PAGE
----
That being said I believe there is going to be a shortage of shipping logistics to export crude from the gulf later this year and we could see a build up at gulf storage facilities.  Also some pipeline delay/repairs will limit crude transport to where it’s needed.   This will limit the wti price and probably put some strain on Brent as worldiwide supplies will be strained.



In reply to by Harry Lightning

Harry Lightning HillaryOdor Tue, 03/13/2018 - 19:18 Permalink

If you war game a dollar currency collapse to its ultimate end game, you will have an economic collapse before the hyper-inflation. The economic collapse part will drop commodity prices like Clay dropped Liston.

Here's how it plays out. As the dollar drops, all the foreign money that has supported the US stock and bond markets for the last twenty years all gets pulled back home. So as the dollar drops, so too does the stock market, creating a negative wealth effect among consumers and ushering in a new and powerful recession. I have never seen commodities other than precious metals rise when a stock market is dropping through the floor, which tells me that the prices of crude and grains and industrial metals will plunge with the stock market. Bonds will actually benefit as money coming out of stocks will seek a safe haven from the storm in fixed income. Finally when the government tries to save the economy with a new QE program of massive dimension, bonds will take their final curtain call and everything but precious metals will be in the toilet. 

So I would not be looking at the weakening dollar as a good thing for commodities. Actually, the weakening dollar may be the canary in the coal mine, foretelling you what's about to happen to the US and then global economy. When I look at some of the grain markets, and at how overbought their trading charts are by almost every measure, what I see is a collapse in prices coming, not a rally. The rallies had their times, the weather is about to change for the commodity markets.

In reply to by HillaryOdor

Harry Lightning Sapere aude Tue, 03/13/2018 - 19:29 Permalink

Well the chance to sell as much oil as they want for as long as they want due to this over-sized rally since last July has given the shale producers a new lease on life. Now whether the inflow of revenues they will accrue during the next year is enough to jkeep them in business is another story. But it sure as hell is going to keep supply of oil at all time highs, and that's going to be very bad for prices. 

btw, if the Iranian bloc inside OPEC decides to break from the present deal in June, and starts producing for what it thinks is $60 rather than $70 oil, crude prices will fall faster than a whore's drawers. Because already built into the equation is all the oil the frackers already have sold into the forward months. If even half of OPEC ( and it won't be half, it will be all because no OPEC member will hold back if half decide to step up production) increases production in July, by the end of the year oil will have a 20 or 30 handle due to the glut of what will be out there.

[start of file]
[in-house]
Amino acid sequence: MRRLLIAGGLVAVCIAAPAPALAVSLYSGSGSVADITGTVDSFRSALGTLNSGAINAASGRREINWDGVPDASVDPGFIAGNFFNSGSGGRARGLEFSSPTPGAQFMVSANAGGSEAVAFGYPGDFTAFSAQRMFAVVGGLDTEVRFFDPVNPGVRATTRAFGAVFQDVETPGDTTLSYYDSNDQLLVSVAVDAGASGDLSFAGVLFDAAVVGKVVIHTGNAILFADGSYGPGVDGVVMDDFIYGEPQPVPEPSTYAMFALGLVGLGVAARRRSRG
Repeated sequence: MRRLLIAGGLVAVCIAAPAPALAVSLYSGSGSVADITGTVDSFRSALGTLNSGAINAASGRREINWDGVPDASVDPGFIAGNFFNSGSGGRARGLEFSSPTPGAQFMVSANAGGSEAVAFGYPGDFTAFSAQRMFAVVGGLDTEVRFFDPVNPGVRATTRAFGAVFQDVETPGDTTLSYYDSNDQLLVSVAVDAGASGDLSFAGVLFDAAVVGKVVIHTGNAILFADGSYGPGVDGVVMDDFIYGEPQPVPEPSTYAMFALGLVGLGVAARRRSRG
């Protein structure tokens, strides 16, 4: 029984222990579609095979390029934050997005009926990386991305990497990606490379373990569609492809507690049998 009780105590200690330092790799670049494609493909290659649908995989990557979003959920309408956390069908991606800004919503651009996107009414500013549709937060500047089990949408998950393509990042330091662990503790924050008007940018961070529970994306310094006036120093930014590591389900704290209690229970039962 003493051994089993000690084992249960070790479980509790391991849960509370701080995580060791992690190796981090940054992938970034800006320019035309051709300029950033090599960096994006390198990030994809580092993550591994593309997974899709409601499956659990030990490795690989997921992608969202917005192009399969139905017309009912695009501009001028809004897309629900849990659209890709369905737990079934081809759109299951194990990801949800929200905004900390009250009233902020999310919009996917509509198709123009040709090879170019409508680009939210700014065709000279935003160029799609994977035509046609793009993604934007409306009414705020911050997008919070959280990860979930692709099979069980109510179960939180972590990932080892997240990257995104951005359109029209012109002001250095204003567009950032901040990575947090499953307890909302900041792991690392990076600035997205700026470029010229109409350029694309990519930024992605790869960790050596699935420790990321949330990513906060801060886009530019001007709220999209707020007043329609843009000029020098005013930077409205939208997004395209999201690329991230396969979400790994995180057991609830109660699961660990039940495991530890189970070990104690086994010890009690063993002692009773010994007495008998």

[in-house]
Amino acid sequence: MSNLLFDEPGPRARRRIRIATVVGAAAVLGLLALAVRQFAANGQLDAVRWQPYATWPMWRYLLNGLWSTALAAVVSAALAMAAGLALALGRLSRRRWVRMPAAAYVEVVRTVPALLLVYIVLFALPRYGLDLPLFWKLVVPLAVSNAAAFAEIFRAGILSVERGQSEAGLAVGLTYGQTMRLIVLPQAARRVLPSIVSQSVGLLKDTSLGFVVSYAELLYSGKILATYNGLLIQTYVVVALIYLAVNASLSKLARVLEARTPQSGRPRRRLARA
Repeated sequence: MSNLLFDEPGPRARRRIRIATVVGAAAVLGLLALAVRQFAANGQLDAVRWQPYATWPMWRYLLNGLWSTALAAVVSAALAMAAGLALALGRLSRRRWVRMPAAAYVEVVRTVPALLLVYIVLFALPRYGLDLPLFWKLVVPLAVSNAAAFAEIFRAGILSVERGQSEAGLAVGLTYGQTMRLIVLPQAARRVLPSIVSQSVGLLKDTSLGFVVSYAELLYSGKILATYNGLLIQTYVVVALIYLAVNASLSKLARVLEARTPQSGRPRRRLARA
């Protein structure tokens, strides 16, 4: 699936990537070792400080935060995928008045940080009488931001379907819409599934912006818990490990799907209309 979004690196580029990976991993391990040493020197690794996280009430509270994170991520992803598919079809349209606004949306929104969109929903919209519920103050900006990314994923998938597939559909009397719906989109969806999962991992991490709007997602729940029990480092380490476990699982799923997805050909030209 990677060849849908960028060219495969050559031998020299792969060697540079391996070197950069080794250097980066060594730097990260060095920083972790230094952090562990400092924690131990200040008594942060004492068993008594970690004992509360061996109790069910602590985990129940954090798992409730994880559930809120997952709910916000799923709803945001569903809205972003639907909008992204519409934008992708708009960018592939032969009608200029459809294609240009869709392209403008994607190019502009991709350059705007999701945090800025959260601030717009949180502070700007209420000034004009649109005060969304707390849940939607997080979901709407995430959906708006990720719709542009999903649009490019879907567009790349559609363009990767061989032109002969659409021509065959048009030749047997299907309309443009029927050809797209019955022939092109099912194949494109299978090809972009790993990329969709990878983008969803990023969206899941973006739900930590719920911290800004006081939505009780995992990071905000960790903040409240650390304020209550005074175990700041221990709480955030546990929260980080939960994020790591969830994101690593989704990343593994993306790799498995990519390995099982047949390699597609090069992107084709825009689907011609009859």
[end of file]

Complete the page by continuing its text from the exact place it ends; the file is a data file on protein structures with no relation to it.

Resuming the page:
The oil market will never learn. They always shoot themselves in the feet, nowadays mostly because the people who are driving the market - the big commodity and arb funds - never spent enough time in the fields and at the refineries and at the storage facilities to understand the fundamentals of what drives crude oil prices. How many crude traders even look at the tankers sitting in the world's oceans and seas, and then factor that supply into storage facility numbers. One of the best oil traders I ever knew made most of his money by tracking the tankers, because when oil is overproduced, the producers try to hide it in tankers so the price does not get monkey hammered. 

Its a really complex market that requires a lot of eyes in a lot of places. Which is why its such a hard market to make money in, and why there have been some monumental losses in the fund space over oil. There were some huge losses in the second half of 2017 with the unexpected rally, and now there will be even bigger catastrophes as spec long positions are something like the highest ever. When all their similar programs all start generating similar sell signals, the door will not be nearly wide enough for them to get out.

In reply to by Sapere aude

Harry Lightning FreeShitter Tue, 03/13/2018 - 19:41 Permalink

Its only the floor until the market trades through it. I would suggest that anytime you try to call a floor or ceiling in markets, more often than not the market will prove you wrong. Its like that saying that everyone has a plan till they get punched in the face. 

Frankly, if $60 was going to be the floor, we never should be trading near it. The fact that we hardly bounced after hitting $59.95 on the April contract last week makes me think that the market should be more concerned about what to do when prices trade down through $60 rather than be comfortable thinking that $60 is the floor.

Frankly, its been my experience that whenever markets think there is a floor or ceiling at a given price or yield, if that level is broken then what follows is catastrophic. Like the Maginot Line in the Second World War, or Dow 1000 back in the early 1980s. I would be more interested in knowing what you intend to do if oil breaks the low of $58.07 in January, rather than how you intend to profit from a $60 floor. Because right now, the bigger risk is to the downside.